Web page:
Putting it all in perspective

Last time  lived in Canberra I remembered there used to be two or three days in July where the temperature didn’t rise above 3C. Only two or three days.

On Friday, the entire time we were out at various errands, the temperature didn’t rise above 1C.

Australian houses, Australian domestic architecture in general, is geared towards summer.  Older Australian homes have high ceilings to allow heat to rise away from us.  Windows and doors are positioned so that the slighted breeze will whisk all the accumulated outside and bring the cooler air in.  Great for summer.  Not so great for those two or three days in July.

Many older people around here live in older homes.

Electricity prices in NSW have risen 10% last year, 17% this year. For older people living on pensions, this is a dramatic increase in their heating bills.  Those living in older homes, without adequate insulation simply wont be able to afford to adequately heat them this year.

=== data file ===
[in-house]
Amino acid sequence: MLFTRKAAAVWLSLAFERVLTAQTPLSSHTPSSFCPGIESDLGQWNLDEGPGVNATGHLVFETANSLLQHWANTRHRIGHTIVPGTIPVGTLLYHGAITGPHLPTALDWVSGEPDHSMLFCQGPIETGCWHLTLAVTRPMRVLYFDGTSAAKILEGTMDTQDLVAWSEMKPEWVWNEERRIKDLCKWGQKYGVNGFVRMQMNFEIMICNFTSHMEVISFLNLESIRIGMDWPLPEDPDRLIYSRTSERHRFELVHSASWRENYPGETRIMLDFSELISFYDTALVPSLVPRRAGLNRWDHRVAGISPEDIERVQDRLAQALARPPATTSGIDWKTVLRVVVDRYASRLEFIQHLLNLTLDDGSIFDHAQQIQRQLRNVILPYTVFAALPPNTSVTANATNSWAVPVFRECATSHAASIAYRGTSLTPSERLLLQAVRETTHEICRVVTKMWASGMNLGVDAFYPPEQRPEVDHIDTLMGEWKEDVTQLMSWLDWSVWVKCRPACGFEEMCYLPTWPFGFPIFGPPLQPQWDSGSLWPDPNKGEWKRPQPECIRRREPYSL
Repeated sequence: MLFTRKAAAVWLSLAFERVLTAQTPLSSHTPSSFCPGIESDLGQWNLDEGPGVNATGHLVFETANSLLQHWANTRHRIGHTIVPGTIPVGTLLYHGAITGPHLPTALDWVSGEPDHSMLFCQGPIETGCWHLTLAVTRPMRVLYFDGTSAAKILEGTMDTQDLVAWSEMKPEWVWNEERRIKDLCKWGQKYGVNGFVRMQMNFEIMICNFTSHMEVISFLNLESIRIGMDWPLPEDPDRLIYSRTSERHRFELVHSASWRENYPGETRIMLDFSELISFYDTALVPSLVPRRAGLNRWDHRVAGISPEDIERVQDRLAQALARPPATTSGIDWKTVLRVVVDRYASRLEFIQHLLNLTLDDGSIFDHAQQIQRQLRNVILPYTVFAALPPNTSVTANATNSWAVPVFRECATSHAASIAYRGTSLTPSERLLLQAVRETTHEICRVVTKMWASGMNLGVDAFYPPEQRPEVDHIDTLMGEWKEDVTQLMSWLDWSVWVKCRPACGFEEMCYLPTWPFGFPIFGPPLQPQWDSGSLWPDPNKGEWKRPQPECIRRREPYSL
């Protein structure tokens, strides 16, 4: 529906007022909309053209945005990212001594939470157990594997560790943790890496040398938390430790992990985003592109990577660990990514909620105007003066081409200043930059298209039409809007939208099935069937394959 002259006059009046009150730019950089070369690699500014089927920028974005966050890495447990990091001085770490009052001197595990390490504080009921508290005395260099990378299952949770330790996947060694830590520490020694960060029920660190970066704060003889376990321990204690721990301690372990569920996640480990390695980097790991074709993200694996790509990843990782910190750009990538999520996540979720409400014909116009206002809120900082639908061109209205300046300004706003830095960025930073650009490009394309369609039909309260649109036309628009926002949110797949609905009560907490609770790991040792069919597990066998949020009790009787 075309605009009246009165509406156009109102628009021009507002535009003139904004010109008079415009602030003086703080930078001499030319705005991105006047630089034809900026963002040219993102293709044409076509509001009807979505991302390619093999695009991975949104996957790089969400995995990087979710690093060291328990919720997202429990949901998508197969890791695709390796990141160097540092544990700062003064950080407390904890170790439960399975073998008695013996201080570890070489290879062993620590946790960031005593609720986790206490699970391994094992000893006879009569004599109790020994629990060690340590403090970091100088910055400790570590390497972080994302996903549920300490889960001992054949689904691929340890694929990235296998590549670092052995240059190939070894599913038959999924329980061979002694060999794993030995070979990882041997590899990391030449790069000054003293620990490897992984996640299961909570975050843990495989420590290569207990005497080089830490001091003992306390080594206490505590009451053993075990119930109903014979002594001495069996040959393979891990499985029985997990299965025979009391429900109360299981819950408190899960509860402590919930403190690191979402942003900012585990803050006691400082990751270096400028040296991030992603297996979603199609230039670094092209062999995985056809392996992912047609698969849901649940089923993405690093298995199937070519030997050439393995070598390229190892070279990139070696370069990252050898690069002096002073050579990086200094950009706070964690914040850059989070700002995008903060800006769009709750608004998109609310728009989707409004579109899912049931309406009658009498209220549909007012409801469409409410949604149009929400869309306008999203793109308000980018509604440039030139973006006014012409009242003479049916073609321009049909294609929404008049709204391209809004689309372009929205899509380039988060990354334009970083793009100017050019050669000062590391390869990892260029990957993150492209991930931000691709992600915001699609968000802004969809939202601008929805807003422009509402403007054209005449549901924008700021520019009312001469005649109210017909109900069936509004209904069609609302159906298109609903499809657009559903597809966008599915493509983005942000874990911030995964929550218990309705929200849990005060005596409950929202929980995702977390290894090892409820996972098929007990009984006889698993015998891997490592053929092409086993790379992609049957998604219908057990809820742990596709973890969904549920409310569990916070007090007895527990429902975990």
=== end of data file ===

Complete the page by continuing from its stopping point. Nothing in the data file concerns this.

We already know of some who pile of layers and will only turn the heater on for an hour or two at night because based on last year’s electricity bills, that’s all they can afford.

And that’s on a normal winter’s day.

On Friday, we left the fire banked up before we left. We fed the fire all day when we returned.  We wore jeans and jumper and boots all day, and I still felt cold. My bones ached because I was cold. And that was in the loungeroom where the fire was. I actually dreaded leaving there and walking into the colder bathroom to pee.

But it was one day. Sure it still gets to -5C at night, but it gets back up to 8C or 9C during the day and the house is warm and comfortable again.  I can’t help thinking of all the other people who don’t love in comfortable houses. Who can’t feed their fires. Who don’t have jumpers and boots.

They post the obituaries on the newsagent door around here. I fear it will be busy over the next few weeks as some don’t make it over this latest bout of flu or chest infection or pneumonia …

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